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2008-01-07 📌 Blocking Firefox, and ad blockers for other browsers

Tags 🏷 All 🏷 Tech

I'll spare you the details of whose site I noticed this on, as it's just another right-wing god-bothering nutjob in the US trolling for hits and have little interest in giving publicity.

The substance of the block is a user-agent sniffer with server-side help, which fails when you change user-agents and switch javascript off — the site also has a meta tag that tries to redirect visitors not using javascript, but the escape key is proof against that. (There are ways to block more successfully, of course, but most of them involve displaying content only via Flash or javascript and giving up search engine listings.)

The alleged cause of his perturbation (though it's more attention-grabbing) is Adblock Plus, a filter that removes elements from pages before the browser renders them.

A quick google, and it seems there's more ad blocking software available for IE than any other browser. I should mention I haven't tried any of these, but the picks below for various browsers don't trigger any of my warning senses.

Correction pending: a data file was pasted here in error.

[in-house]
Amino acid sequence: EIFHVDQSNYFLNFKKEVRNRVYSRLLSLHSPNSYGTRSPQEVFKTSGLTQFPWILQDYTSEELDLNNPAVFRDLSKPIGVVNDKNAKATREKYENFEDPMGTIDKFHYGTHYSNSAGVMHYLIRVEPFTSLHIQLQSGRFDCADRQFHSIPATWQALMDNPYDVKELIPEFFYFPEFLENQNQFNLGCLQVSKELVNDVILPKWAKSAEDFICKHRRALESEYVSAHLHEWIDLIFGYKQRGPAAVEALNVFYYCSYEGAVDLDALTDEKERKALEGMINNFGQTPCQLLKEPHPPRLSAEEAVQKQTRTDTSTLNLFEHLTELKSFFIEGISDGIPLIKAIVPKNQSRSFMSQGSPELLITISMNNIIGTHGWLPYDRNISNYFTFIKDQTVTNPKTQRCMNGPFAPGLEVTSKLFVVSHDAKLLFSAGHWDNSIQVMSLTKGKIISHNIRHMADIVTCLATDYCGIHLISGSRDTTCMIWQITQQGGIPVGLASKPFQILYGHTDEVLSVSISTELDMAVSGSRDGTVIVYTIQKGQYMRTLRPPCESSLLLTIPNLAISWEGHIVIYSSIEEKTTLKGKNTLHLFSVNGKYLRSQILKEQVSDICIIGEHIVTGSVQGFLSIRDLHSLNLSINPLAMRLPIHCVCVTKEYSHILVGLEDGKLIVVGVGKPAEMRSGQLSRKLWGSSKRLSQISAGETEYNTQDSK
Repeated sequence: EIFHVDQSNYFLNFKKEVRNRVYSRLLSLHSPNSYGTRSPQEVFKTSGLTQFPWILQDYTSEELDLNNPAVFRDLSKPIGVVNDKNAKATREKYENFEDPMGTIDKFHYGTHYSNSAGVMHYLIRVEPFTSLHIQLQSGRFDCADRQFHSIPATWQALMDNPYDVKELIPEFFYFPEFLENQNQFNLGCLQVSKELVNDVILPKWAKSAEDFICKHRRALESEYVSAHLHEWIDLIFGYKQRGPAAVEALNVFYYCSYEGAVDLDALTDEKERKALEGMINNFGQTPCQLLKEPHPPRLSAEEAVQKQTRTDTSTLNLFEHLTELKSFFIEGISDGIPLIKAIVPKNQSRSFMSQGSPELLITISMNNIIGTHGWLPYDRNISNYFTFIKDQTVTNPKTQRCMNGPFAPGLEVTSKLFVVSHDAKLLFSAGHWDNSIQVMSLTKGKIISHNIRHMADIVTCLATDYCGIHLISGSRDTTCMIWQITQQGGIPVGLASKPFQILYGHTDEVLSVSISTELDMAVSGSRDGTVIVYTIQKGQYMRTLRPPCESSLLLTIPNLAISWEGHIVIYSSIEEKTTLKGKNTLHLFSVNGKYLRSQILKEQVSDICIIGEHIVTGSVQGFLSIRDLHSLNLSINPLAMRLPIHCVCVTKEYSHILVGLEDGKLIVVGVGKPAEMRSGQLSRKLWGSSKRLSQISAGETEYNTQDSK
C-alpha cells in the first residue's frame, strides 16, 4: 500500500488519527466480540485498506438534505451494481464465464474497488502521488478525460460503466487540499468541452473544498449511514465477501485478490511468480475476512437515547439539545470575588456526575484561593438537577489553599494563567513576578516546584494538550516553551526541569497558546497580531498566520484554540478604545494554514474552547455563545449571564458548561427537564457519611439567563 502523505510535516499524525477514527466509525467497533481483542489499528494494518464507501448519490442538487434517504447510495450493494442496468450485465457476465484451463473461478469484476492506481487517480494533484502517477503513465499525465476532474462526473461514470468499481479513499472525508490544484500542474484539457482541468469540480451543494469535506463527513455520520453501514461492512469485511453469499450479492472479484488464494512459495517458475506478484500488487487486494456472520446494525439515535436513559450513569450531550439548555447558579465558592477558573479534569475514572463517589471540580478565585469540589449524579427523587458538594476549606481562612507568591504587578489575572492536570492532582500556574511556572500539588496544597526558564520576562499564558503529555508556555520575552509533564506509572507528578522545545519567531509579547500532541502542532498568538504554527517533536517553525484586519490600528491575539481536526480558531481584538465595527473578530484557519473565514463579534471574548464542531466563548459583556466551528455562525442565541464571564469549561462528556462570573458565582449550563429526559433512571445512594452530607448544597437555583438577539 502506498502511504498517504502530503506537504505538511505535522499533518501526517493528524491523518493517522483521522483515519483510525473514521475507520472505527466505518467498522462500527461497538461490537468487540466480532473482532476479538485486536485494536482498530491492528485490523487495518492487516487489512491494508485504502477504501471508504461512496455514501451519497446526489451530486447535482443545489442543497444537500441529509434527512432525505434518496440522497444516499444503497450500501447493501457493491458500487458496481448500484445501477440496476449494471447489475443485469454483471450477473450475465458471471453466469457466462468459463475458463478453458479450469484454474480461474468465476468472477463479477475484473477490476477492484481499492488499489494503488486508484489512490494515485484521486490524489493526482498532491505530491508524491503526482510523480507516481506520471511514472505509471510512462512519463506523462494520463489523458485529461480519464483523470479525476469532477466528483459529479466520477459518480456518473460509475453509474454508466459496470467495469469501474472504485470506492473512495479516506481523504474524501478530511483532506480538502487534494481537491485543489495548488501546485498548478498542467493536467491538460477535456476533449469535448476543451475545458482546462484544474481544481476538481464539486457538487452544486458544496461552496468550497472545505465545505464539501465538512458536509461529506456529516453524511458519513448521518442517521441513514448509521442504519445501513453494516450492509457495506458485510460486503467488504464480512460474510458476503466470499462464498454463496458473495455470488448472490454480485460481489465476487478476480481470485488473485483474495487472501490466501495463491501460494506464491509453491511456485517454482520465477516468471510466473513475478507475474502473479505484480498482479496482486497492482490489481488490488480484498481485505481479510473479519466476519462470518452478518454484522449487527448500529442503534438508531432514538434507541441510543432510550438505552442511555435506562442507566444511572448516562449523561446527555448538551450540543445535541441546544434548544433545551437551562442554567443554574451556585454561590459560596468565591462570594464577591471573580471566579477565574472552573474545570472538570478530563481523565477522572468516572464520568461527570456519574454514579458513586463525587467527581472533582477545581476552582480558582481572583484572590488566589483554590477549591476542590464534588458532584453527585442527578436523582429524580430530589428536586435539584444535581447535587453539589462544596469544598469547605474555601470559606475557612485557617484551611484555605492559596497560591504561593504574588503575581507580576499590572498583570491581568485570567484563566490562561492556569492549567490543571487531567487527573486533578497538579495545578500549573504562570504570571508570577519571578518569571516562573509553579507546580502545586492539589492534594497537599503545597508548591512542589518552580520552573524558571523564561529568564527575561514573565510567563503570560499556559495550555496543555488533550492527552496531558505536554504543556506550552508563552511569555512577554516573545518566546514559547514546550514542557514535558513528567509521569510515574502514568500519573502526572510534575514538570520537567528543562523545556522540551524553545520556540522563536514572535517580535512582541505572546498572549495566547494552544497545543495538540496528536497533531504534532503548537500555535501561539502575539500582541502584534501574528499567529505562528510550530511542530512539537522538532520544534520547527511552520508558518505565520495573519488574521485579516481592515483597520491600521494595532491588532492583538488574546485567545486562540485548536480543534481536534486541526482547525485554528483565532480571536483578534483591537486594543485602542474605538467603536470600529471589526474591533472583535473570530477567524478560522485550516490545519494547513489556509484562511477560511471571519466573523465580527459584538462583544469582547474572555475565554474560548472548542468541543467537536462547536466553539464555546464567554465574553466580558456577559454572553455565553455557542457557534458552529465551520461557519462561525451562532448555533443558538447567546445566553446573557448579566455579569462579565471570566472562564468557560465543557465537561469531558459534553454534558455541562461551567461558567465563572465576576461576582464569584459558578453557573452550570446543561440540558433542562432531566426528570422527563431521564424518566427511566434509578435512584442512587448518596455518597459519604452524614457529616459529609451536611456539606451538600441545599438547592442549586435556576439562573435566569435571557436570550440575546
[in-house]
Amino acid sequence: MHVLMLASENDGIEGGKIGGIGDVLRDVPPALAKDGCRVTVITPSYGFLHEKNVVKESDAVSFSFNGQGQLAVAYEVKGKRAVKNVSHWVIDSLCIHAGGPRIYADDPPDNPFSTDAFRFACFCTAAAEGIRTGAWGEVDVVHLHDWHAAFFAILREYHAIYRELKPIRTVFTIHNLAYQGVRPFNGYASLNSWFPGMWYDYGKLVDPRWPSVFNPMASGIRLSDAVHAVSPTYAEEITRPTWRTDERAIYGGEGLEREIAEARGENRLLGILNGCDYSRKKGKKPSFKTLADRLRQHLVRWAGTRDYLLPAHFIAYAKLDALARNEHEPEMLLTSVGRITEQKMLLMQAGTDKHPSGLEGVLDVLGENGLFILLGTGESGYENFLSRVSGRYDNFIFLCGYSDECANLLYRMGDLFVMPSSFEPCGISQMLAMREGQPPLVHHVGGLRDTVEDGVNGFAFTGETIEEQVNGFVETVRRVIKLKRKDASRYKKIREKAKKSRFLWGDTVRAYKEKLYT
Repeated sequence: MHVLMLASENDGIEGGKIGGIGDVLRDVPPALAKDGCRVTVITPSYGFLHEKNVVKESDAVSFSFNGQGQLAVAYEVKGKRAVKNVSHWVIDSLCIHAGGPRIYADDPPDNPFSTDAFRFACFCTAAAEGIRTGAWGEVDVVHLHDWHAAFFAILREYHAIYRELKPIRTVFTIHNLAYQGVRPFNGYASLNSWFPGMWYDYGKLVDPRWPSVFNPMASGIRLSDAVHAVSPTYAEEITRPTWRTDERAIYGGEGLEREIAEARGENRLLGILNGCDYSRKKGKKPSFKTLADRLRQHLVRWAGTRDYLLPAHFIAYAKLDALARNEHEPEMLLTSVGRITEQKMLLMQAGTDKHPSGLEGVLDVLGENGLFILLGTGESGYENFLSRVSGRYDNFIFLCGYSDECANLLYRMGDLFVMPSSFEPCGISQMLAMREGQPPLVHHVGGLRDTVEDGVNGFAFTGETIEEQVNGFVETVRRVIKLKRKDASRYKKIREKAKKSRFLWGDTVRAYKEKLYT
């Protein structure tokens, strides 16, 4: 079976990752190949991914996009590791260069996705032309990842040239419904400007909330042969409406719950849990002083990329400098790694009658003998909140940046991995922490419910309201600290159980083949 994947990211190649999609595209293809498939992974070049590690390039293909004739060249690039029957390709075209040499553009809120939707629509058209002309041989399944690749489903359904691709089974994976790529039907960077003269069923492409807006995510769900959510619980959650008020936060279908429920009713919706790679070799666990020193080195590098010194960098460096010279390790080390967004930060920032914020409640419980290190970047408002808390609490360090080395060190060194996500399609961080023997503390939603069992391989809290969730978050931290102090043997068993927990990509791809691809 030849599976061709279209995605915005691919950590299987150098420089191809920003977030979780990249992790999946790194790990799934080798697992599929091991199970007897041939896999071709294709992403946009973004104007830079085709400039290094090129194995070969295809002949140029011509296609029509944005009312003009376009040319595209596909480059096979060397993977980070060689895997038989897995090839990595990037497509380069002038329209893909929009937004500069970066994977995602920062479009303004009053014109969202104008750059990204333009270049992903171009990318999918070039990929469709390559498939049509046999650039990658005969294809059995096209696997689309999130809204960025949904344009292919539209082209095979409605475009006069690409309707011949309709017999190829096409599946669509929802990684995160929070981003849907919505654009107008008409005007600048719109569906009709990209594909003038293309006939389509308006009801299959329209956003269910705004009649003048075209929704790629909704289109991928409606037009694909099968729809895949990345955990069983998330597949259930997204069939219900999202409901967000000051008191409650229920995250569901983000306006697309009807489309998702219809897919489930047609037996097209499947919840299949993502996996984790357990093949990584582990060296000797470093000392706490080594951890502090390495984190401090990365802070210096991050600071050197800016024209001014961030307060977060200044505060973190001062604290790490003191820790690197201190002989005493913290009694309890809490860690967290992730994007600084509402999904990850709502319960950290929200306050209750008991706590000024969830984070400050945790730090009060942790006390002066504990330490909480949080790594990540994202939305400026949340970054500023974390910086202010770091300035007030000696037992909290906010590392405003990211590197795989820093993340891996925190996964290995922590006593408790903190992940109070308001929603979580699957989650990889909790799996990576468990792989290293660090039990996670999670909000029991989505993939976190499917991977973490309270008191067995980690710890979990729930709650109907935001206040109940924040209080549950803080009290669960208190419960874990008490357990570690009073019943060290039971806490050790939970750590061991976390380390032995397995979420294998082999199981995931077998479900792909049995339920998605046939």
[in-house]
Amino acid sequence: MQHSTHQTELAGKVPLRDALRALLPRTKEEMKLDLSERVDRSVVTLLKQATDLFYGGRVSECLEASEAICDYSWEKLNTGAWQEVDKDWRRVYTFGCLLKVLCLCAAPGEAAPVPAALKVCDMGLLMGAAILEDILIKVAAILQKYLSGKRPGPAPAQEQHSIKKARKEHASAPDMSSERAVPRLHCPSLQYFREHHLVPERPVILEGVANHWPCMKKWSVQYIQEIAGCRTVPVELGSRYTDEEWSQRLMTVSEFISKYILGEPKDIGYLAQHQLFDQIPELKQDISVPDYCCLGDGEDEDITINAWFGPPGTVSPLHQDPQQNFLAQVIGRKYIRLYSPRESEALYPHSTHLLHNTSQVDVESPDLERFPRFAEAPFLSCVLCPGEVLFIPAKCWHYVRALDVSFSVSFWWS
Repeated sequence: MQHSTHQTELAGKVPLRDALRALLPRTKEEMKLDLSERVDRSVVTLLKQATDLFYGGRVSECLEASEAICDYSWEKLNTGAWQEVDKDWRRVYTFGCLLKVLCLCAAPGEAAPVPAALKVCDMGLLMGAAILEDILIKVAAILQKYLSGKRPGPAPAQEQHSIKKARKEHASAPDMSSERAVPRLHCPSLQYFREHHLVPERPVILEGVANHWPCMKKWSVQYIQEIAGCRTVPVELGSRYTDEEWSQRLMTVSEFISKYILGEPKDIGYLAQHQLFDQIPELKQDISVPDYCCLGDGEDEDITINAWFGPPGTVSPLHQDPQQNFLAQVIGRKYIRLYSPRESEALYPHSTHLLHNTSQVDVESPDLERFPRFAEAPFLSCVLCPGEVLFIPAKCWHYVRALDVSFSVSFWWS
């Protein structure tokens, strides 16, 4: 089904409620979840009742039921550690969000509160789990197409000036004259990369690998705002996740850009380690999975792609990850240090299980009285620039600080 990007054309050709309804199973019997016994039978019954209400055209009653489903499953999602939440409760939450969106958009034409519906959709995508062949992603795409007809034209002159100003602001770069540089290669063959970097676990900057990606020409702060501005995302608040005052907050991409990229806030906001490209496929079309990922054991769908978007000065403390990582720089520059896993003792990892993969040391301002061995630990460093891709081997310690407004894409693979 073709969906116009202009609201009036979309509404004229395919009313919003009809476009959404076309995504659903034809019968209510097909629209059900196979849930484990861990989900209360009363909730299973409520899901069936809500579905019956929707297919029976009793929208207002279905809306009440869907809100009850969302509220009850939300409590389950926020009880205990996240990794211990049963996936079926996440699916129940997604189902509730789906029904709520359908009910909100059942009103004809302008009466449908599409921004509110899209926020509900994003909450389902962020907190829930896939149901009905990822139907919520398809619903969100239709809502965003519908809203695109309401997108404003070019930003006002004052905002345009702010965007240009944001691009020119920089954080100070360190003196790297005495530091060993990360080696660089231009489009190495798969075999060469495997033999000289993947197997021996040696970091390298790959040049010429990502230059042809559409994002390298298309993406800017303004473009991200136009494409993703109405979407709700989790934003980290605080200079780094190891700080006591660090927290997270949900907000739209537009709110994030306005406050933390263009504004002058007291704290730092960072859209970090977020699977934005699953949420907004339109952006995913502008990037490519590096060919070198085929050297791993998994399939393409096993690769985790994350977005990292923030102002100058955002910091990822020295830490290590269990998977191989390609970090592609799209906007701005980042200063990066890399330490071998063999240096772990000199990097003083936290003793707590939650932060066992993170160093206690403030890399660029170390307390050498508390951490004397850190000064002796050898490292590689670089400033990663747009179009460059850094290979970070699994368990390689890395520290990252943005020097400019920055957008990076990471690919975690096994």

Free ad blockers based on Internet Explorer (also sorts IE7 toolbar issues)

Free ad blockers for Opera and Safari (explaining the built-in content blocker)

For the techies, a proxy for all browsers

I would suggest not blocking ads on sites you like, and whitelisting friendly and trustable ad providers such as Google, Amazon and Project Wonderful. I would also suggest avoiding IE, on the basis that the last decade has seen a large number of critical security issues occur in its development. (Where "critical" means that a site can run any code it likes on your machine if you simply visit a site. Most other vulnerabilities are chicken-feed by comparison.)

In each iteration of web marketing, people adopting ad blockers has been driven by the advertisers going too far — page elements that are animated / flash / make sounds, poor content-to-ad ratios, intrusive pop-ups — and their implication in the spread of viruses through OS flaws. The trouble is that once users move to blocking they're unlikely to switch the filtering off, and "innocent" advertising is highly likely to be caught alongside the truly annoying stuff. People who've abused web advertising are ruining the model for those who offered relevant, non-intrusive ads.

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